Francine Prose Short Fiction Analysis

(Literary Essentials: Short Fiction Masterpieces)

Francine Prose is, above all, a professional writer—competent, skilled, intelligent, and knowledgeable about the various conventions of the prose fictions and articles she writes. However, her stories, for all their surface flash and verbal cleverness, are often highly formal exercises that seldom, to quote her own character Landau in “Guided Tours of Hell,” “achieve that transcendental state” that lifts writer and reader above the realm of the ordinary world.

Prose is frequently admired for her domestic whimsy, her adroitness at satire, her offbeat and acerbic humor, and her gifts of irony and observation. However, her fictions are usually formal, well-made stories, self-consciously literary, and thus highly predictable and pat. Her use of the analogies to writer Franz Kafka in “Guided Tours of Hell,” for example, are so carefully woven throughout the story that they get in the way of any genuine anguish that might be experienced by her characters. Just as Landau, the competent but dispassionate and disengaged writer of this story knows he is not Kafka, Francine Prose is always Landau, for her stories are mostly professional products, rather than passionate explorations.

“Everyday Disorders”

Although simple, everyday disorders form the background of this story, the single disruption of the everyday on which it focuses is uncommon and threatening. The story centers on the fears of Gilda, a housewife and mother of four, when her husband Nathan, a photographer and professor, brings home a glamorous and adventuresome female war photographer named Phoebe Morrow. The contrast between Gilda’s own prosy home life and Phoebe’s exciting life on the road and on the battlefield establishes the story’s central conflict and interest. Prose is her usual clever self in the story, establishing Gilda’s domesticity and fears by having her try to imagine that Phoebe probably looks like aviator Amelia Earhart but instead thinking of her as the cartoon character Snoopy, the Red Baron. Gilda’s response is complicated by her knowledge that her husband, who has made his own reputation as a photographer of “everyday disorder,” envies Phoebe.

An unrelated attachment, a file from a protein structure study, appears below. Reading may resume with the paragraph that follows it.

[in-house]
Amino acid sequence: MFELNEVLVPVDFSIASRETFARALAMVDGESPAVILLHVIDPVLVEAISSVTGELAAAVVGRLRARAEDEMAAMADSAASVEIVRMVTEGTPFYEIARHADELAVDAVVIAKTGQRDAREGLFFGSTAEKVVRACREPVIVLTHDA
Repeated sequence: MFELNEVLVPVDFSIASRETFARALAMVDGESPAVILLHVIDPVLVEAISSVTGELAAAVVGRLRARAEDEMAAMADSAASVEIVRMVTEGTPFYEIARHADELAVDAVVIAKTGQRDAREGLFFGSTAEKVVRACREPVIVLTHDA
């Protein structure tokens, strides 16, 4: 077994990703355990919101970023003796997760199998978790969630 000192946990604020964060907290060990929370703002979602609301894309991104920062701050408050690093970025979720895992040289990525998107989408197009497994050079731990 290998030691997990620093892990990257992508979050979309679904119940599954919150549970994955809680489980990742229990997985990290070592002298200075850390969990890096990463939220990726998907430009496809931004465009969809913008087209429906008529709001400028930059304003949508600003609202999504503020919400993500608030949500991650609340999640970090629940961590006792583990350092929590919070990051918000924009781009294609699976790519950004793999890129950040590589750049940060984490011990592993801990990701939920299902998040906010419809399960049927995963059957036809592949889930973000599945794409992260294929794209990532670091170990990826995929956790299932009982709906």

While Phoebe has gone on commando raids with Sandinista guerillas, Gilda’s main claim to fame seems to be the homemade mushroom soup she has prepared for dinner. The evening comes to a comic/pathetic climax when Gilda overhears Phoebe telling a group of admiring students a story about being wounded in a plane crash. She tells them she was cared for by a beautiful Israeli nurse who looked like Rita Hayworth and who made her homemade mushroom soup. Phoebe says she became a kind of junkie for the soup and that the nurse brought her her favorite food, linguine with steamed mussels. This is a revelation Gilda is not sure how to handle, as earlier she had told Phoebe that she became a kind of junkie for being pregnant and that her favorite food is linguine with steamed mussels. The story ends with...

(The entire section is 1224 words.)